Gaspard Férey, Natarajan Shankar

EventB2Java: A Code Generator for Event-B

Event-B is a formal specification language and a methodology used to build software systems. Formal specifications are more useful when they can be executed. An executable formal specification provides insight on the behaviour of the system being modelled w.r.t an expected behaviour. This paper presents a tool that generates executable implementations of Event-B models. The tool is implemented as a plug-in of the Rodin platform, an Eclipse IDE that provides a set of tools to work with Event-B models. Our tool has extensively been used for generating code for Event-B models of Android applications, reactive systems, Smart Cards, searching algorithms, among others. The first author regularly uses EventB2Java in teaching to help master students of Software Engineering to get a better grasp of the behaviour of a model in Event-B and to detect inconsistencies in the model.
Néstor Cataño, Víctor Rivera

Applications of Formal Methods


A Formally Verified Checker of the Safe Distance Traffic Rules for Autonomous Vehicles

One barrier in introducing autonomous vehicle technology is the liability issue when these vehicles are involved in an accident. To overcome this, autonomous vehicle manufacturers should ensure that their vehicles always comply with traffic rules. This paper focusses on the safe distance traffic rule from the Vienna Convention on Road Traffic. Ensuring autonomous vehicles to comply with this safe distance rule is problematic because the Vienna Convention does not clearly define how large a safe distance is. We provide a formally proved prescriptive definition of how large this safe distance must be, and correct checkers for the compliance of this traffic rule. The prescriptive definition is obtained by: (1) identifying all possible relative positions of stopping (braking) distances; (2) selecting those positions from which a collision freedom can be deduced; and (3) reformulating these relative positions such that lower bounds of the safe distance can be obtained. These lower bounds are then the prescriptive definition of the safe distance, and we combine them into a checker which we prove to be sound and complete. Not only does our work serve as a specification for autonomous vehicle manufacturers, but it could also be used to determine who is liable in court cases and for online verification of autonomous vehicles’ trajectory planner.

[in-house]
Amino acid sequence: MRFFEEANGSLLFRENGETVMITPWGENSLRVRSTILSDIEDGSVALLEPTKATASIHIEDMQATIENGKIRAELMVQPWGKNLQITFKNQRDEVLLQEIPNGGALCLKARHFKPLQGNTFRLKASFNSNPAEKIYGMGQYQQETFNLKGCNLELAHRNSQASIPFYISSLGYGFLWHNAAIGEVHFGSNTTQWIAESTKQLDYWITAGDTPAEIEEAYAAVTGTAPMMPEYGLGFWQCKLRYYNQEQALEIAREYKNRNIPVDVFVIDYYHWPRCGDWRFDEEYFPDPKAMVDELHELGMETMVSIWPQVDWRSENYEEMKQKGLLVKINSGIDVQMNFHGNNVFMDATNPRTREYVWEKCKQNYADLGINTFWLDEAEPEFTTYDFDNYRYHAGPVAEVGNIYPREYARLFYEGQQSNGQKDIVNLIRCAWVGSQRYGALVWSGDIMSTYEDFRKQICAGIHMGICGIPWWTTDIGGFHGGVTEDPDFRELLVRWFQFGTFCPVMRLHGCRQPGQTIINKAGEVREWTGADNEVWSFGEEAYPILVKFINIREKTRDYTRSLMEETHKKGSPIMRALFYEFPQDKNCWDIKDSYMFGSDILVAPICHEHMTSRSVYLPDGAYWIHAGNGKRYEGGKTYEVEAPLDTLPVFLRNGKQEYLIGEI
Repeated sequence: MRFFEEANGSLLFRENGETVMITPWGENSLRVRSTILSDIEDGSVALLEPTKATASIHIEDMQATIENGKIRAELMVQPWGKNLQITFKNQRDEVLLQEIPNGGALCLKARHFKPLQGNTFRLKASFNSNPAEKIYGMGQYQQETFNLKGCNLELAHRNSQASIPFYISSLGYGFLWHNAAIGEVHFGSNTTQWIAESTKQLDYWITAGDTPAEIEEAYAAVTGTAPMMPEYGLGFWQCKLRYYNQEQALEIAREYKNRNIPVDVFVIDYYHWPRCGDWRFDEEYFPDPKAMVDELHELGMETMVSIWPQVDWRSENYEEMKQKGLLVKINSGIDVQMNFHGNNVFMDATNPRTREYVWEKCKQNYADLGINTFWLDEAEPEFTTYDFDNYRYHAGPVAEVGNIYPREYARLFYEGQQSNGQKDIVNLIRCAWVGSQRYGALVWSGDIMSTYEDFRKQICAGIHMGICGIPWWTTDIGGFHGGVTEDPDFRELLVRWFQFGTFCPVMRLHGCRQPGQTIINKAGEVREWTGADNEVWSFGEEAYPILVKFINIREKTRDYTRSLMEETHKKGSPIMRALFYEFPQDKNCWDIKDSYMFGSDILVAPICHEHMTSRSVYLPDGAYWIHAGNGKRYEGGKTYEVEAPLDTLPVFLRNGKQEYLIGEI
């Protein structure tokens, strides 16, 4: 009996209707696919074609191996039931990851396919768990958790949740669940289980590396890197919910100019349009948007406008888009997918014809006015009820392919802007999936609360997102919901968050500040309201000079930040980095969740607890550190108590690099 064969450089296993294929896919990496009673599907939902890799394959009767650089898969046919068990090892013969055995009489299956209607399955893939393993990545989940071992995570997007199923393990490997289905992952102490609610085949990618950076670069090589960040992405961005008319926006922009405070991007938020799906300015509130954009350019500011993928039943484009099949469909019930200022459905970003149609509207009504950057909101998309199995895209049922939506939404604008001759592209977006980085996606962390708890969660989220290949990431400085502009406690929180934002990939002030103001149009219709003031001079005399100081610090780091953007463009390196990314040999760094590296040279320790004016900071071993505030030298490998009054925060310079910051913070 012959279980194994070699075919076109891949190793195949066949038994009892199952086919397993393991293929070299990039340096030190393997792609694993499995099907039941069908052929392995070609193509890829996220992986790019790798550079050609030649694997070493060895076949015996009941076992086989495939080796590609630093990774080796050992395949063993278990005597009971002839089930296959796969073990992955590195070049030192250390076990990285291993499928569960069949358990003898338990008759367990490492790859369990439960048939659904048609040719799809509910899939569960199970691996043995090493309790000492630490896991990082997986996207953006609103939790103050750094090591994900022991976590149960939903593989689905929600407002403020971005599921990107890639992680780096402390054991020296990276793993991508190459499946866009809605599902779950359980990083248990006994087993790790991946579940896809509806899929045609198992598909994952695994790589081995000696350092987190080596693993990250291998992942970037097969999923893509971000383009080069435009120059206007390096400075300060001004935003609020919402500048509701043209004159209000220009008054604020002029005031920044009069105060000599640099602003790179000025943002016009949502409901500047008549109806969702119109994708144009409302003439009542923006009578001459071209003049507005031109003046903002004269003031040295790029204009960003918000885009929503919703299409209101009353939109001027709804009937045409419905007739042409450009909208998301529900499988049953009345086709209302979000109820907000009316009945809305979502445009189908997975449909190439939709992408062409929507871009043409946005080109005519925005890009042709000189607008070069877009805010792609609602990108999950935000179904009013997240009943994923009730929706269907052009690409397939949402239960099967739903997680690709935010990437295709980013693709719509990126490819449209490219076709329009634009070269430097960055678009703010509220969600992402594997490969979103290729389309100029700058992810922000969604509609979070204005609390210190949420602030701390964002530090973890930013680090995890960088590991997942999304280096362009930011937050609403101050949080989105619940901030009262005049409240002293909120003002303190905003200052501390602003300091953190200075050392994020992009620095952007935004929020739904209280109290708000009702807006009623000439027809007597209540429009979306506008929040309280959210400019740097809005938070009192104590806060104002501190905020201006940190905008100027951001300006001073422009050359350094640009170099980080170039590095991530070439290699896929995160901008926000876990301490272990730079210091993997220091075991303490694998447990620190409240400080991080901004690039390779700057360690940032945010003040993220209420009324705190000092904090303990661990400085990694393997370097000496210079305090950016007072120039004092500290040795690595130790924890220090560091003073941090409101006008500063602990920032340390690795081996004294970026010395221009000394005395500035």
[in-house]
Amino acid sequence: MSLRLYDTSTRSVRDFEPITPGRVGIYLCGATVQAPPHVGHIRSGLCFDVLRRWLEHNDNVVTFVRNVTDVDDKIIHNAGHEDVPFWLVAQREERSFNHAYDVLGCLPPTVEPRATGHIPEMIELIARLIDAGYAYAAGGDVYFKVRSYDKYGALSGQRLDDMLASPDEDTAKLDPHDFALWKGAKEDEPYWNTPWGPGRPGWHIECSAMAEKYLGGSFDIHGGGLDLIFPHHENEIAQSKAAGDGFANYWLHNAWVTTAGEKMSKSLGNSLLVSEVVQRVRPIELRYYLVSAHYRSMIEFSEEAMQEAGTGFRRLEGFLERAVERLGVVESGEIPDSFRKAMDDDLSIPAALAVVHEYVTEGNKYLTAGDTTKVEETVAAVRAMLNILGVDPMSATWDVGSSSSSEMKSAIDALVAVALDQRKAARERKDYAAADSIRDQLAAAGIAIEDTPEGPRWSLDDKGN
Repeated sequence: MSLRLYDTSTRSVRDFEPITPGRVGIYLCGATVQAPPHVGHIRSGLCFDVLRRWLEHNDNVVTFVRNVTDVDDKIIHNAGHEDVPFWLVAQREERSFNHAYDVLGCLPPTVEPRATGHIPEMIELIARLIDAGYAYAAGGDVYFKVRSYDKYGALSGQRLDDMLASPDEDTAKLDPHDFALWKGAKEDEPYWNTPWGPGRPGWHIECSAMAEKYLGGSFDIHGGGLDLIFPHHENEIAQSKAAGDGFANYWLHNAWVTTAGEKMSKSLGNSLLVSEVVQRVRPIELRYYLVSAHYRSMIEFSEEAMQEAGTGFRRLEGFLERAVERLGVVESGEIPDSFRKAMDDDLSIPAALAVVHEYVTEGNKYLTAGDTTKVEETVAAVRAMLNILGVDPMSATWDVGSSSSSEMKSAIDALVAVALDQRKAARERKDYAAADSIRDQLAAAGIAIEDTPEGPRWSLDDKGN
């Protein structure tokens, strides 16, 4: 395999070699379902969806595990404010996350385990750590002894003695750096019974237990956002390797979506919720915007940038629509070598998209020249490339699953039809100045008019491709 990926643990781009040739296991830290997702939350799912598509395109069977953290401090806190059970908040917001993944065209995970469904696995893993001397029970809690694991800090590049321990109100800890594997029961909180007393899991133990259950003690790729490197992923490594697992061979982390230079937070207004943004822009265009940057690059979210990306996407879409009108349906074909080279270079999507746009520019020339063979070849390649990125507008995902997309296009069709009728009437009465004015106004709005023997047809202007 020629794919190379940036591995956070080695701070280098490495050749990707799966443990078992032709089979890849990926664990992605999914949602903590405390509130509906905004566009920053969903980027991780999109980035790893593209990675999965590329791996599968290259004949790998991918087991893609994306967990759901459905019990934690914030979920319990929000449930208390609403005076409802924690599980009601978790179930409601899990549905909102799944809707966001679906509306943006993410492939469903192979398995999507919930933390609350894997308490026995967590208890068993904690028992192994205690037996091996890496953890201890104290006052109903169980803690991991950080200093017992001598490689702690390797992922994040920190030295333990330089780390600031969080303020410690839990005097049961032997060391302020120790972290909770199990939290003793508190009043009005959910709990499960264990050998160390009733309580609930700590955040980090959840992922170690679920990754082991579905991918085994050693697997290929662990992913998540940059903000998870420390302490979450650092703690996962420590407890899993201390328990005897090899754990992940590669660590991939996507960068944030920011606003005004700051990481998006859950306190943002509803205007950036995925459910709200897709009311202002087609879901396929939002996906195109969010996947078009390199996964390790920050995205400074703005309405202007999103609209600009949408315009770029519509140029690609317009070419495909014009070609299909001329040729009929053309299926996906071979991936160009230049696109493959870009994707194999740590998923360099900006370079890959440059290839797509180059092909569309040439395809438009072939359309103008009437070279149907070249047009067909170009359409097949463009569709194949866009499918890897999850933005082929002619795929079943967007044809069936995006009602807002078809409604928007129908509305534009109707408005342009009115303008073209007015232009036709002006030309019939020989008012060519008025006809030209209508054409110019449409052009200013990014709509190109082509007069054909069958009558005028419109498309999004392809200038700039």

Albert Rizaldi, Fabian Immler, Matthias Althoff

Probabilistic Formal Verification of the SATS Concept of Operation

The objective of NASA’s Small Aircraft Transportation System (SATS) Concept of Operations (ConOps) is to facilitate High Volume Operation (HVO) of advanced small aircraft operating in non-towered non-radar airports. Given the safety-critical nature of SATS, its analysis accuracy is extremely important. However, the commonly used analysis techniques, like simulation and traditional model checking, do not ascertain a complete verification of SATS due to the wide range of possibilities involved in SATS or the inability to capture the randomized and unpredictable aspects of the SATS ConOps environment in their models. To overcome these limitations, we propose to formulate the SATS ConOps as a fully synchronous and probabilistic model, i.e., SATS-SMA, that supports simultaneously moving aircraft. The distinguishing features of our work include the preservation of safety of aircraft while improving throughput at the airport. Important insights related to take-off and landing operations during the Instrument Meteorological Conditions (IMC) are also presented.
Muhammad Usama Sardar, Nida Afaq, Khaza Anuarul Hoque, Taylor T. Johnson, Osman Hasan

Formal Translation of IEC 61131-3 Function Block Diagrams to PVS with Nuclear Application